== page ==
A River's Town
The Red River is a west-to-east stream. After it begins trickling in Palo Duro Canyon, it slithers eastward across the Caprock, prairies, and Cross Timbers until it gets to a little town called Fulton, where it meets up with the Little River. Suddenly, its tortured route bends southward towards the Mississippi River. Fulton in Hempstead County, Arkansas is an original Red River town, having grown up along the Great Bend, which allowed it to become a happening place in the 19th century.
Not to brag or anything, but Fulton was mentioned already by 1819. From its very beginning, Fulton had a very specific destiny, and that was commerce. Investors (among them Edward Cross and Roswell Beebe, both leaders in southwestern Arkansas before and after the Civil War) platted the hamlet in 1819 with the intention of it becoming the "go-to" place for border crossings between the United States and Spanish Texas and as a northern-most shipping point on the Red River. Ferries — one over Little River and one over Fulton — were chartered, hotels and taverns built, town lots sold, and docks and warehouses erected. Fulton thrived immediately, with its economy centering on cotton, corn, and whiskey shipments.
Fulton served as a border crossing between the United States and New Spain, then the United States and Mexico, and then, the United States and the Republic of Texas. The crossings here were haphazard and clandestine at best because Spain and Mexico wanted a closed border. The road that linked Washington (Hempstead County) and Fulton wasn't even sanctioned because of the border, which was supposed to be off-limits to American immigrants in the Adams-Onis Treaty of 1819. Instead, a rough path, known as Trammel's Trace, was one of the routes to this border town. That didn't stop Texas-bound Americans: Stephen F. Austin opened a temporary supply store there as some of his "original 300" gathered in Fulton to make the trek to his land grant on the lower Brazos River in Texas. Sam Houston, Ben Milam, Davy Crockett, and other notorious and note-worthy people entered Texas at Fulton.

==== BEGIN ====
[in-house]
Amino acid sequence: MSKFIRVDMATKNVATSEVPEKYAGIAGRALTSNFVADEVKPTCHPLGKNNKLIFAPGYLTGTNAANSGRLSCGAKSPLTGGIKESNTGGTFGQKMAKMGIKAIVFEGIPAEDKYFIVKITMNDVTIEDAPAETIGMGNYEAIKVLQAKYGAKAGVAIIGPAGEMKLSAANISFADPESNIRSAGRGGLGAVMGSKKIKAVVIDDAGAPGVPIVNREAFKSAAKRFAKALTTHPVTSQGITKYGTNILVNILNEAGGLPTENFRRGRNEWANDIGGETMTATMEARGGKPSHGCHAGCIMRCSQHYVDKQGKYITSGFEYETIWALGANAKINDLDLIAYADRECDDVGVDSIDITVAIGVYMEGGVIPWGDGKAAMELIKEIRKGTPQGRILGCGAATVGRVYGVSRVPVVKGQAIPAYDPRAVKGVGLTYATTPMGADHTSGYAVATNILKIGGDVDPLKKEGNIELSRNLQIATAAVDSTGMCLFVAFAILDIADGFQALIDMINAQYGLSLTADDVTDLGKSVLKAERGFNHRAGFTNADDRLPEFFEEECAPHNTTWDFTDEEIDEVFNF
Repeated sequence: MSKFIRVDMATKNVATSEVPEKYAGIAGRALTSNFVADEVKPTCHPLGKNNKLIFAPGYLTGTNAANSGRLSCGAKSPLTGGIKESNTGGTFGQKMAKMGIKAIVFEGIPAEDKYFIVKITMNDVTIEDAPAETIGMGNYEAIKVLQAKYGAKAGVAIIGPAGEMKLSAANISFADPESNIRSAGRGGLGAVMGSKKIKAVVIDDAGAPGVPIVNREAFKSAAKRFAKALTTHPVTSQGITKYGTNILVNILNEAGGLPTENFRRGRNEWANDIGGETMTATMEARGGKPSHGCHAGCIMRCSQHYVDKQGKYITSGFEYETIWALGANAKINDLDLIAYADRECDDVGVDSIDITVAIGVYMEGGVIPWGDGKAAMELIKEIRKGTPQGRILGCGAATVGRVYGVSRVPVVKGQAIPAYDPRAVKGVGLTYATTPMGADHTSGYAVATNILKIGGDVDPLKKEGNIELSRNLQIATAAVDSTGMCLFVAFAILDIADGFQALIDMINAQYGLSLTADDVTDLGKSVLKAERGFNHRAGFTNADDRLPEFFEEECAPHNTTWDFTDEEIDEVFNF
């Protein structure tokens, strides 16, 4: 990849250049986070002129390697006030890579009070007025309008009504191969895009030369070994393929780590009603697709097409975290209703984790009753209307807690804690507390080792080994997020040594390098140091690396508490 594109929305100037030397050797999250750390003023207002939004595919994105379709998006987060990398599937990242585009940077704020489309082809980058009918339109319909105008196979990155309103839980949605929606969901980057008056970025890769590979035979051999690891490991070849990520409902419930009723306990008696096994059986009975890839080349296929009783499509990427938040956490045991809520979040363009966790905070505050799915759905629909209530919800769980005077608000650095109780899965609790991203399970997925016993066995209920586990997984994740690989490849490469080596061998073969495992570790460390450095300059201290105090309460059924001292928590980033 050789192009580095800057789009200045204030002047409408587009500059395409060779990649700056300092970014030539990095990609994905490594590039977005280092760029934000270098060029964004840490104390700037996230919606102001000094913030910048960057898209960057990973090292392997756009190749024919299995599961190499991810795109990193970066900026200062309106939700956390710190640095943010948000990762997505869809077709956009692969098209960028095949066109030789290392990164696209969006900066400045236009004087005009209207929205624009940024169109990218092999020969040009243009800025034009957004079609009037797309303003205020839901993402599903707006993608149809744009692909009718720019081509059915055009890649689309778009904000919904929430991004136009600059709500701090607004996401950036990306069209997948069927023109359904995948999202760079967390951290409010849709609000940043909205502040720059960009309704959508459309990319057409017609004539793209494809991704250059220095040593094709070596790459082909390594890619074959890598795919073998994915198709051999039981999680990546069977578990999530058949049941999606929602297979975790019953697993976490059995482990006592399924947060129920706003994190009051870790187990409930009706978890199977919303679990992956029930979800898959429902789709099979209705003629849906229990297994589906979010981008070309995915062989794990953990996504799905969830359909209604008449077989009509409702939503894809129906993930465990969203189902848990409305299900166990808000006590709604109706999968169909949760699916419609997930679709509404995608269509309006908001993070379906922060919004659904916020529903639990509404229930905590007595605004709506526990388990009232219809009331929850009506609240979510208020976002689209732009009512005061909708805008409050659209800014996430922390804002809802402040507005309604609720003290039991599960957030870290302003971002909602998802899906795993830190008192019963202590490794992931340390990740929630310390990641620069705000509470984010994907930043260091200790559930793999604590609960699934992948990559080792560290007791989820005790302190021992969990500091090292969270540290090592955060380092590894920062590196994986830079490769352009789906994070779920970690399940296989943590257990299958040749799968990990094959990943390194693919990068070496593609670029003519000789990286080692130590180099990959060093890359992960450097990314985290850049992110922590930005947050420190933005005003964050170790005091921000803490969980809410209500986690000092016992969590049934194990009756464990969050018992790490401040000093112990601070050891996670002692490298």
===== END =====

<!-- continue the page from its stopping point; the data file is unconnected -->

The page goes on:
It wasn't until 1836, when Arkansas became a U.S. state and Texas a separate republic, that Fulton finally received an "official" permission to operate a ferry. This ferry allowed Mexicans and Americans to develop a trade route through Texas. Christened as the Chihuahua Trail, it was not a very successful route owing to bad roads.
Full Steam Ahead
With its close proximity to the Red River, Fulton flooded often. But that didn't stop the little town from bounding back. It became a steam boat port, levees were built, and it was supposed to be the transcontinental railroad route for the Cairo and Fulton Railroad in the 1850s. However, the Civil War happened, and the US Congress — free of southern Democratic congressmen — instead voted for the northern route through non-slave holding states. Fulton did not see the railroad come through town until the 1874 as the St. Louis, Iron Mountain and Southern Railroad. Interestingly, both Cairo (Illinois) and Fulton are practically ghost towns, now.
By the turn of the 20th century, Fulton's shipping business changed from steamships to railroads, and then to roads. The Bankhead Highway (US 67) came through town by the early 1920s, necessitating the erection of a toll bridge, which opened in 1929. The toll bridge came with some controversy, as the state legislature decided to fund it with loans instead of through a bond election, and a private company sued for its purported exclusive right to operate a ferry/toll bridge at Fulton. The state prevailed in the lawsuit, and by 1927, Arkansas declared eminent domain on all privately owned toll bridges.
Like most towns in the Red River Valley, the Great Depression was not kind to Fulton. Population decline led to the closure of Fulton's schools at this point, barely a century after the town's founding.
However, what initiated Fulton's decline was not the steamboats, railroad, the floods, or even the Great Depression; it was the interstate. The convenience of Interstate 30 led travelers to bypass the town, and as a result, its businesses began to shutter. By 2015, the last remaining commercial building from its old downtown had been destroyed.
And yet... a Ghost Town
Strangely, despite Fulton's ability to change its commercial traffic from steamboats to railroads to roads, the town simply withered. Today, the old town is a small shadow of itself. While the post office still operates, Fulton no longer has a school, and levees hold back the Red's waters that make up this now-sleepy little village. I wonder how many people drive over the Red River by Fulton on that infernal interstate and don't even realize that they are crossing a former international border.